Once the plant begins to flower, I pinch off the first couple of clusters to keep the tomatoes off the ground. Examine the new clusters that come up after that for misshaped and double blossoms.  Sometimes you find 2 flowers on one stem, these ones have good potential. Thin the remaining clusters of tomatoes to 2 or 3 and watch their progress. Eventually you will pinch off all the smaller tomatoes, and keep one tomato per cluster.  You now have five or six tomatoes per plant. As time progresses you can cut them back until there is only one or two tomatoes per plant. These are the ones you hope will be the winning tomatoes.  Pinch off the top of the plant.  During this time of fruit selection, make sure you have been trimming the plant of excessive growth and spraying for insects and fungus. You should make sure that you leave enough foliage to shade your prize-winning tomato and provide a place for excessive water to go incase of accidental over watering.  Keep your water and fertilising program going right up to the vegetable show.


The tomatoes should be suported when they are growing. We use a sponge to act as support for the fruit and this is tied to poles running directly above the plant.  This is a must as the weight of the tomato will make the truss bend and restrict its growth.

I also put in a 2"x 2" post where each plant is to be set into the soil to help support the plant.  Most if not all tomatoes are indeterminate and you will have to control them by pinching off excessive growth.  Try to allow only two main vines to grow up along the post.  I pinch off the lower leaves so nothing touches the soil.  I also use an old 1 gal. coffee can with a hole in the bottom, set 1/2" inch into the ground at the base of the plant. Bugs than have a hard time accessing the plant with this around the base of the plant.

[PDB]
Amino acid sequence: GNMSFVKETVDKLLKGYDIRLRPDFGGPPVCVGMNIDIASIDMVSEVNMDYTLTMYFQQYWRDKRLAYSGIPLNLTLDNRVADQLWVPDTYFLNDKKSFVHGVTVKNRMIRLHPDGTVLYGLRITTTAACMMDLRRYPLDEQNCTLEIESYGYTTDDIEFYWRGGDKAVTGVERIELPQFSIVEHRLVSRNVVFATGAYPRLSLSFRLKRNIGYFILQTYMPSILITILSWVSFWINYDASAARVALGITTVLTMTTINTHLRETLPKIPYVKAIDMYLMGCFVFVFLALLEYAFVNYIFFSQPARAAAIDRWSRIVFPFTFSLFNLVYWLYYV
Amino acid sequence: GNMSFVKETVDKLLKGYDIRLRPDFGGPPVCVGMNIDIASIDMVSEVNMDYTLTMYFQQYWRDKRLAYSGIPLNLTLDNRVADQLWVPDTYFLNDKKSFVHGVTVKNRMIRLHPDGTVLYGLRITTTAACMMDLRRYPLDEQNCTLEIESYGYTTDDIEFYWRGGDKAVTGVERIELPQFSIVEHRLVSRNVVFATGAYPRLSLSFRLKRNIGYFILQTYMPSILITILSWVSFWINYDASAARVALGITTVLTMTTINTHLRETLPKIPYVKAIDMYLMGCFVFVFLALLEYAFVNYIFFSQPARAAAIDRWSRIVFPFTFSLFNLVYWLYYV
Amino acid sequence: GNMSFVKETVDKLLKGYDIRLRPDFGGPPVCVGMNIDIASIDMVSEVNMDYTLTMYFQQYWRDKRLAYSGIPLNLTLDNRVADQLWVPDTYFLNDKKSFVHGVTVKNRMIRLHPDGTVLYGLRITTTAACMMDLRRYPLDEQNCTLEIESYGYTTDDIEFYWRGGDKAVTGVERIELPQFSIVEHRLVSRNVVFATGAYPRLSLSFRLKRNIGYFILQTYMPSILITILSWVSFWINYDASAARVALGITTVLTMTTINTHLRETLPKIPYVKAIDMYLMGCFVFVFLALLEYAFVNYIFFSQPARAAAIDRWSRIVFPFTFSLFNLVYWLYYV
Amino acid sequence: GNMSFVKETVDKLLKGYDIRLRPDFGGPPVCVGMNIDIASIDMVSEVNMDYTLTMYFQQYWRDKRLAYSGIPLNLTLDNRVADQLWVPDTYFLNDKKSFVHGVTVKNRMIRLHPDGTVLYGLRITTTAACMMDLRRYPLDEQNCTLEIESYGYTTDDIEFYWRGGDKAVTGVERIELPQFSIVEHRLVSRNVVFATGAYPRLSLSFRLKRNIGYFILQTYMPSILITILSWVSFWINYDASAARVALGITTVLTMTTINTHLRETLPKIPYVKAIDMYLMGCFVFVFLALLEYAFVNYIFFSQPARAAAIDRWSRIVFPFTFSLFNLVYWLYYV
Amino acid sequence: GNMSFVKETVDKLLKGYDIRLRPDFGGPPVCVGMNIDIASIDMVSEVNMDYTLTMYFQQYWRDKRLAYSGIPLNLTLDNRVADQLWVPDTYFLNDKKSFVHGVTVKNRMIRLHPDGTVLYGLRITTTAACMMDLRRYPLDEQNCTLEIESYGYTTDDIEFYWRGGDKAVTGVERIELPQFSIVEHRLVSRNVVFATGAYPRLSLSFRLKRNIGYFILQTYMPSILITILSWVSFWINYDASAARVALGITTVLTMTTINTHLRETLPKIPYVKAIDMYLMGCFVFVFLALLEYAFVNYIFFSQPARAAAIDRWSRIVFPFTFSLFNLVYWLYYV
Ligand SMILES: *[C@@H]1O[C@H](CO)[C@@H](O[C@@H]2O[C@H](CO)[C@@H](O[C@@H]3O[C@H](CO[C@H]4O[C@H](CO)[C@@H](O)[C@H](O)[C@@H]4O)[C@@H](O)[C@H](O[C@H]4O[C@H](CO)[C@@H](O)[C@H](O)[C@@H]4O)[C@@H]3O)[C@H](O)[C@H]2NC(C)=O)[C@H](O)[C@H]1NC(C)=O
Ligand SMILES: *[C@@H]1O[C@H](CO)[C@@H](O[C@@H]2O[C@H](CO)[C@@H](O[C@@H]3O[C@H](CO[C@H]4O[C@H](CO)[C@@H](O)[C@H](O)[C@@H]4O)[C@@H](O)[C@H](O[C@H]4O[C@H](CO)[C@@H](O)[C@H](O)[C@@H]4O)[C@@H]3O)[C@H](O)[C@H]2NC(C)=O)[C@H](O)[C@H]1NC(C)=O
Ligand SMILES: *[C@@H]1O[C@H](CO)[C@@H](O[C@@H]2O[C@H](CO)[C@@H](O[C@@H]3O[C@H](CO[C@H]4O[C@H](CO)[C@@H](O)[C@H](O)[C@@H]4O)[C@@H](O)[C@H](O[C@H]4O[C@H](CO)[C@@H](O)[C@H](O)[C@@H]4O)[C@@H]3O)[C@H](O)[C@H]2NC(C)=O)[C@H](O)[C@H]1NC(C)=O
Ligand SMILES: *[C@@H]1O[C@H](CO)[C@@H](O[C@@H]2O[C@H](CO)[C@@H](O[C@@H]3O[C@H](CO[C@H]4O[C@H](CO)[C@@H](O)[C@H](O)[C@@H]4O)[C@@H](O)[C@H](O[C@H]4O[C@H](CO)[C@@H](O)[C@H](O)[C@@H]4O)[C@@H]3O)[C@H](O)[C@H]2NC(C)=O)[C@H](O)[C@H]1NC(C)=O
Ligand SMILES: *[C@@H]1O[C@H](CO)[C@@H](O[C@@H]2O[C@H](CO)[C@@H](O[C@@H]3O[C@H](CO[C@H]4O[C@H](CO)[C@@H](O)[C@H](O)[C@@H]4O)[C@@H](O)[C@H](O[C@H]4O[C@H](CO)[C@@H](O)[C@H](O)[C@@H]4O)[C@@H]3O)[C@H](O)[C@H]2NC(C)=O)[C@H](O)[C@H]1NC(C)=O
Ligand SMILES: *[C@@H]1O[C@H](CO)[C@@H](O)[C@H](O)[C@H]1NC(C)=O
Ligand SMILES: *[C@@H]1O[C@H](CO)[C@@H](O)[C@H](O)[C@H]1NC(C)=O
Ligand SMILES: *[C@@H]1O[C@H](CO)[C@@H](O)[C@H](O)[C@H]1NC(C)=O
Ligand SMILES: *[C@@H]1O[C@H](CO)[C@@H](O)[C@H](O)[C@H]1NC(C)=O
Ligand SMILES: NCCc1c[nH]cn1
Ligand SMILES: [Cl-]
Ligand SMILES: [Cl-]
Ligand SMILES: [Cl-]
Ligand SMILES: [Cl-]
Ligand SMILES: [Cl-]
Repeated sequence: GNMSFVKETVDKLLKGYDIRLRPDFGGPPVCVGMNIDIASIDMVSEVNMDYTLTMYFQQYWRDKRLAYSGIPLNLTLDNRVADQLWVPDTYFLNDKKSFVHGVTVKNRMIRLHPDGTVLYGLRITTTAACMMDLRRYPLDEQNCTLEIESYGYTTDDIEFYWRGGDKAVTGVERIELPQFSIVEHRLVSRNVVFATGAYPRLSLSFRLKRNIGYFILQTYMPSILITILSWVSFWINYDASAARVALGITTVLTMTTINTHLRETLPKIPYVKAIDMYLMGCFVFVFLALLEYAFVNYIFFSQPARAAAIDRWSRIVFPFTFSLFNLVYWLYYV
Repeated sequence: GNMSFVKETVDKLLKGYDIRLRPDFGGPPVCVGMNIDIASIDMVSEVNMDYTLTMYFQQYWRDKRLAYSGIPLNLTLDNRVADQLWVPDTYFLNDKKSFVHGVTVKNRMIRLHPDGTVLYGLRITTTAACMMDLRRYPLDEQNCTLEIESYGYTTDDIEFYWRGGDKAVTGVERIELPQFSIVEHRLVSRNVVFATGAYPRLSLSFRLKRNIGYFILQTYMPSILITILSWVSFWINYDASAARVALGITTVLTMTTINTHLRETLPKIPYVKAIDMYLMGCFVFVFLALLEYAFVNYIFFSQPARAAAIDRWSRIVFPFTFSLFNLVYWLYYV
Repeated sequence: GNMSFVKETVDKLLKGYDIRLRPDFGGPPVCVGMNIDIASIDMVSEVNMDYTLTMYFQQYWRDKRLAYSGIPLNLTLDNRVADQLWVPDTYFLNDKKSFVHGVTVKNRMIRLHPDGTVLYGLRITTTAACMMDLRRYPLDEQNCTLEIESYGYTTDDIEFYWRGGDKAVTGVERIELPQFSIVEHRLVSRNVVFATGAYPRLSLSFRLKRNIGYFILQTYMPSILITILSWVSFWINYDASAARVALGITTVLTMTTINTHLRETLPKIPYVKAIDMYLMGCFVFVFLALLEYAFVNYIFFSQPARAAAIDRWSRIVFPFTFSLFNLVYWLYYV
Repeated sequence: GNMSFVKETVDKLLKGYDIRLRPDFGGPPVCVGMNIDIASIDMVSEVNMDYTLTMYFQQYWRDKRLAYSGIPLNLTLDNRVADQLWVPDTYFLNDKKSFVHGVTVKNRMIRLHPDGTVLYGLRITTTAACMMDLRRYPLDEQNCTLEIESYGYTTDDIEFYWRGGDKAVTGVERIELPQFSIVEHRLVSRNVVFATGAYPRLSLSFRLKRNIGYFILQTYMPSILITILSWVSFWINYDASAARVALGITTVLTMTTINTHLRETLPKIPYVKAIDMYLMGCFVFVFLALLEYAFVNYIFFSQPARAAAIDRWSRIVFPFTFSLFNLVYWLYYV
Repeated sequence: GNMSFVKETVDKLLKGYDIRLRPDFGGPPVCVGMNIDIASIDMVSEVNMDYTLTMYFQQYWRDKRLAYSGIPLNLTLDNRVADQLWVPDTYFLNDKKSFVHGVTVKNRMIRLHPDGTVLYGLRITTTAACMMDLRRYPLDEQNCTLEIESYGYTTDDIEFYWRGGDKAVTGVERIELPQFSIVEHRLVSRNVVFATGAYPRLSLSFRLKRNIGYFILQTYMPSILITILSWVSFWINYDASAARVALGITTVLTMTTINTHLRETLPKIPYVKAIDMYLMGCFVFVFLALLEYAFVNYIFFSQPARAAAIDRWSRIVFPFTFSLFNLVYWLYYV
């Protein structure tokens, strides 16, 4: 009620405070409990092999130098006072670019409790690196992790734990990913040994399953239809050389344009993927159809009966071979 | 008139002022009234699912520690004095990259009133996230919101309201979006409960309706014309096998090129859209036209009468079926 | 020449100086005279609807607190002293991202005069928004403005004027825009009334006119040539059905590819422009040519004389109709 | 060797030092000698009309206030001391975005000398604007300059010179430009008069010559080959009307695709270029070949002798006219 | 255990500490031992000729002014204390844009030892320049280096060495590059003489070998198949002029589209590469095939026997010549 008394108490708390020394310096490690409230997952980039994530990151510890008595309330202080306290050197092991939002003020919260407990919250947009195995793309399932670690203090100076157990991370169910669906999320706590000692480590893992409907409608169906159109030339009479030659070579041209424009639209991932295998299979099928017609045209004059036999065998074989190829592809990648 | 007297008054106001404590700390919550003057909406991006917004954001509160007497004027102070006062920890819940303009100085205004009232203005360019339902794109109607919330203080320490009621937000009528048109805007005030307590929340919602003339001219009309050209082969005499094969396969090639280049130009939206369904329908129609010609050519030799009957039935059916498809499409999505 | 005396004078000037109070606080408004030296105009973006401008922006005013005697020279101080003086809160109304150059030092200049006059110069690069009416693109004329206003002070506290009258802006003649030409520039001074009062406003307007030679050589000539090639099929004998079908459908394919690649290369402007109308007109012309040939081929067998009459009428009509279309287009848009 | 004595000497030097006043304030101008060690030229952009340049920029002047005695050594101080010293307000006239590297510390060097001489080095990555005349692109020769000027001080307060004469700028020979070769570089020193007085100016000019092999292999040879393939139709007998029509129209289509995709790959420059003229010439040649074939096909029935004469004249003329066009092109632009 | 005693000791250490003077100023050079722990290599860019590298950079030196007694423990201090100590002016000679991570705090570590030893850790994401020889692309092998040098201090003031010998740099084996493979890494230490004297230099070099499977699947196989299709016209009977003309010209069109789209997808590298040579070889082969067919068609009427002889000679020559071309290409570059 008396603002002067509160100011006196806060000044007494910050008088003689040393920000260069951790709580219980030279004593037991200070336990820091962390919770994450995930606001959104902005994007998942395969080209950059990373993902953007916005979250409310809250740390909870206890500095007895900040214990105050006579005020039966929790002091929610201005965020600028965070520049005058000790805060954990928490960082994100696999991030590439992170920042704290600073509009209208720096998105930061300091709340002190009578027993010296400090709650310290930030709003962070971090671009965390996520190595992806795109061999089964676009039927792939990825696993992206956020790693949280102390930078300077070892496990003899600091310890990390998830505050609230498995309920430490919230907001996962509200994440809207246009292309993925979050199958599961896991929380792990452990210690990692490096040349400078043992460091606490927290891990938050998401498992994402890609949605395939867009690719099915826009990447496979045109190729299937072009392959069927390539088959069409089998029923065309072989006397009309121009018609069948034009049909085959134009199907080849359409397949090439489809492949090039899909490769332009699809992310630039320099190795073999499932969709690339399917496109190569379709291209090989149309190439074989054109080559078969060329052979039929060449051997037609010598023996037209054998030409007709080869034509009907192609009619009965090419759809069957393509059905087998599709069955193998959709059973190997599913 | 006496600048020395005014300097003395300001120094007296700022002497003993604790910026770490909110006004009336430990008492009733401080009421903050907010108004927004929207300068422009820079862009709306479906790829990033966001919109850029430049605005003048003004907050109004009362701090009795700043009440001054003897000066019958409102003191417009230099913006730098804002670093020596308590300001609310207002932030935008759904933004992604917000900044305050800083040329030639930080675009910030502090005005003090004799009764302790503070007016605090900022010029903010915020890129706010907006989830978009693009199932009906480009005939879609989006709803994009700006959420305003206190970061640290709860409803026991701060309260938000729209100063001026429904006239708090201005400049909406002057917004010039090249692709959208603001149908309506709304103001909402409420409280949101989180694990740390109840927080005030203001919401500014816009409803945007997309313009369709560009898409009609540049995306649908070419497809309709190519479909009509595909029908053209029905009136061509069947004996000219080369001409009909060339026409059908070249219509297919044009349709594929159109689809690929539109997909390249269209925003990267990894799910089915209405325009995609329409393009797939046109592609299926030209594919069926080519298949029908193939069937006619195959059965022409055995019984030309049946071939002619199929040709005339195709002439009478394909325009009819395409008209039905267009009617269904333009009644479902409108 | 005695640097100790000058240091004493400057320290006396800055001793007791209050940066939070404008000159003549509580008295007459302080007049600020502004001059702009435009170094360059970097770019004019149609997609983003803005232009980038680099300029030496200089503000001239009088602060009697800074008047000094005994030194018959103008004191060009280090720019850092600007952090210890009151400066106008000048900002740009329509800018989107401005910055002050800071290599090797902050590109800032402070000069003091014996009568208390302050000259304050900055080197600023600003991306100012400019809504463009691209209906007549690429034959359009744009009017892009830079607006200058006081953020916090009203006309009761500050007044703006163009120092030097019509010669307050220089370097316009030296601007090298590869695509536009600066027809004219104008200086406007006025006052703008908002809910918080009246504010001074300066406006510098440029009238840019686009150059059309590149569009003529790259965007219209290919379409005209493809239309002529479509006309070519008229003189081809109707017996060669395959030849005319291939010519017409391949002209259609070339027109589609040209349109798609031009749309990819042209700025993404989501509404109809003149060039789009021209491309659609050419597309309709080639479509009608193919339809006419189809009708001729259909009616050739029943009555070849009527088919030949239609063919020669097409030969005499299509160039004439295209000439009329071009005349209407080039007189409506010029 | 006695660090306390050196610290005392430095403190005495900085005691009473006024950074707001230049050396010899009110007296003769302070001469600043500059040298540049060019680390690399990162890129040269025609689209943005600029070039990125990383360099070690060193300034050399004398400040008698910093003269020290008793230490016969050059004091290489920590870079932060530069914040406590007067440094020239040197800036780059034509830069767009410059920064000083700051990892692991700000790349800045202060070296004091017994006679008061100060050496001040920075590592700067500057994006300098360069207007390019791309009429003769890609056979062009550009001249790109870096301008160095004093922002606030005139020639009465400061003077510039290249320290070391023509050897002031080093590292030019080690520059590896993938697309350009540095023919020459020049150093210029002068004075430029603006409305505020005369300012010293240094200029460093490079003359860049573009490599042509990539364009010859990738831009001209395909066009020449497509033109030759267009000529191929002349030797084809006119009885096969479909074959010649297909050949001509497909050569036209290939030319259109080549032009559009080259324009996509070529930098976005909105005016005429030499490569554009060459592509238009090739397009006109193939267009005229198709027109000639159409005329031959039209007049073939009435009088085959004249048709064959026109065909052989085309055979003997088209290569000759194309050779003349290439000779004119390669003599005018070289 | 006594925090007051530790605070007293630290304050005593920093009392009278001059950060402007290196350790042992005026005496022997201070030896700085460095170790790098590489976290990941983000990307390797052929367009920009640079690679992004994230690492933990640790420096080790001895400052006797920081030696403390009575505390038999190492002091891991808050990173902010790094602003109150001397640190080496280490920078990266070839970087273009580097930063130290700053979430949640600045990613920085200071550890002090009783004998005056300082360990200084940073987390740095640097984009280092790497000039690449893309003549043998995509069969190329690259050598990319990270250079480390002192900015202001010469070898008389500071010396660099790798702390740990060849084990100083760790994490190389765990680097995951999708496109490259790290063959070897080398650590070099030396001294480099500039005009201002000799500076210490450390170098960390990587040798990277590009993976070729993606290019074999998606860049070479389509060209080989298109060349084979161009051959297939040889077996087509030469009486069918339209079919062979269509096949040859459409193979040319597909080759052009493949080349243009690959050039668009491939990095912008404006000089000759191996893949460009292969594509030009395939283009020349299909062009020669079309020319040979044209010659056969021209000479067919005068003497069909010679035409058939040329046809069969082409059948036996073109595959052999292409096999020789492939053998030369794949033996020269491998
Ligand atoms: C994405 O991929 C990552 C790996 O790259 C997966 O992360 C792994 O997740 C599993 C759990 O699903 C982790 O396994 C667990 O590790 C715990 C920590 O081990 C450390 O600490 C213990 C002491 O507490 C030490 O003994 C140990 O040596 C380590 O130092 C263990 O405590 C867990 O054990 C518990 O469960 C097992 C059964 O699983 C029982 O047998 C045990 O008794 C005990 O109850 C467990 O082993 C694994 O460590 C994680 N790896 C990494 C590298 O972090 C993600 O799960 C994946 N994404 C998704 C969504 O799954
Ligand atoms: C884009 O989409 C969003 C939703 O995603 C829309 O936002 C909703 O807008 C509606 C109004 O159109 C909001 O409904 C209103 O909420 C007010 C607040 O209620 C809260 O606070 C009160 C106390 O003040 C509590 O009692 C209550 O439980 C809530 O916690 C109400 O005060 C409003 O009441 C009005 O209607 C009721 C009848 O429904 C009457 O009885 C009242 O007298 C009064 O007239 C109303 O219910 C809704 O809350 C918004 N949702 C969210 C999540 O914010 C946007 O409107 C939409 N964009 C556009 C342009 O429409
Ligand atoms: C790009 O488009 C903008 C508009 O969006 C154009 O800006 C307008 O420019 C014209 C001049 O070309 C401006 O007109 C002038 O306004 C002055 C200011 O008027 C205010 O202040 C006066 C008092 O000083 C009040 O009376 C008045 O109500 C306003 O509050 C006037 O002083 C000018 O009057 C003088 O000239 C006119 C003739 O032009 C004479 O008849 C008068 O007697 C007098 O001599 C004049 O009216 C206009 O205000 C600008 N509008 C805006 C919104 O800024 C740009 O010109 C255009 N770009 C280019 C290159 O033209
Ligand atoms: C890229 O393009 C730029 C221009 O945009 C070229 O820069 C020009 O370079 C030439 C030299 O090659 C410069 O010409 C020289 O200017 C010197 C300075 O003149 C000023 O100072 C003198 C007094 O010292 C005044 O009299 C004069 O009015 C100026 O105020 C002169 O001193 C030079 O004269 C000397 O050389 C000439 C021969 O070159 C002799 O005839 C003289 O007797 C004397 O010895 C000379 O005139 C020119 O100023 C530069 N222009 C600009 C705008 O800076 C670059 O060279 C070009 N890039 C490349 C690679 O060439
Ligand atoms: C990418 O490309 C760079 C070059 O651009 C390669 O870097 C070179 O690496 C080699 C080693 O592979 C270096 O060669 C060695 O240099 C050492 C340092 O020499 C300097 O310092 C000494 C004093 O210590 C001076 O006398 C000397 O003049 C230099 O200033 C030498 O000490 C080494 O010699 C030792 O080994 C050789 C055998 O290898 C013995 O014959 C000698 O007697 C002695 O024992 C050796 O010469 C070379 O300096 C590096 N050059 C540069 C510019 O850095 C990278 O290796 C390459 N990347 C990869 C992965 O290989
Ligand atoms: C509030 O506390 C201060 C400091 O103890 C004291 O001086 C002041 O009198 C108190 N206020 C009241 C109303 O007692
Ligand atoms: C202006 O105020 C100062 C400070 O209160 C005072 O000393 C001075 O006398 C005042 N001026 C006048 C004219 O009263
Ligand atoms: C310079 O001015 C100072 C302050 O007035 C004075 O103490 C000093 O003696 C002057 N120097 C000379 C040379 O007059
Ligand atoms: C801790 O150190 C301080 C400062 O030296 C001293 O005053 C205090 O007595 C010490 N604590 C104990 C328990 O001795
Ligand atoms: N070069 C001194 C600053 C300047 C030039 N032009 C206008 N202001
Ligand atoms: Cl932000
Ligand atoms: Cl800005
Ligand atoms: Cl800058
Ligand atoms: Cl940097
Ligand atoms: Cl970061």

The ideal location for the setting of a tomato is at around 3 to 4 trusses high.



There is alot of trial and error involved in growing giant tomatoes.  Hopefully following these instructions will help you show up with a prize-winning tomato.  Keep a record of your tomatoes circumference.  Each year you can compare previous years growth. Try to select a tomato that is perfectly round as these tend to be the heaviest.

Seed Saving

In order to save seed from the tomato, at the end of the shows, the tomato should be kept in a cool environment to aid the development of the seeds.  Keep it in a garage for a couple of weeks and then harvest the seeds.  To do this you have to peel back the outer layer (skin) of the tomato and look into the channels of the tomato.  You should see lots of seeds.

After the seeds have been selected,  the seeds then need to be dried in newspaper for two weeks, this will ensure that they are sound for next season.  Take out the seeds that are showing signs of dampness / mildew.


If you are interested in purchasing seeds please visit the shop

Here's Some Helpful Tips


Seed saving

The secret of growing Giant Veg is careful re-selection. It is not only important to save seeds from the best stock, but important to look after the seeds for the next season. On fruits, the best seeds are obtained from the flower end, where they will generally be more plentiful as well.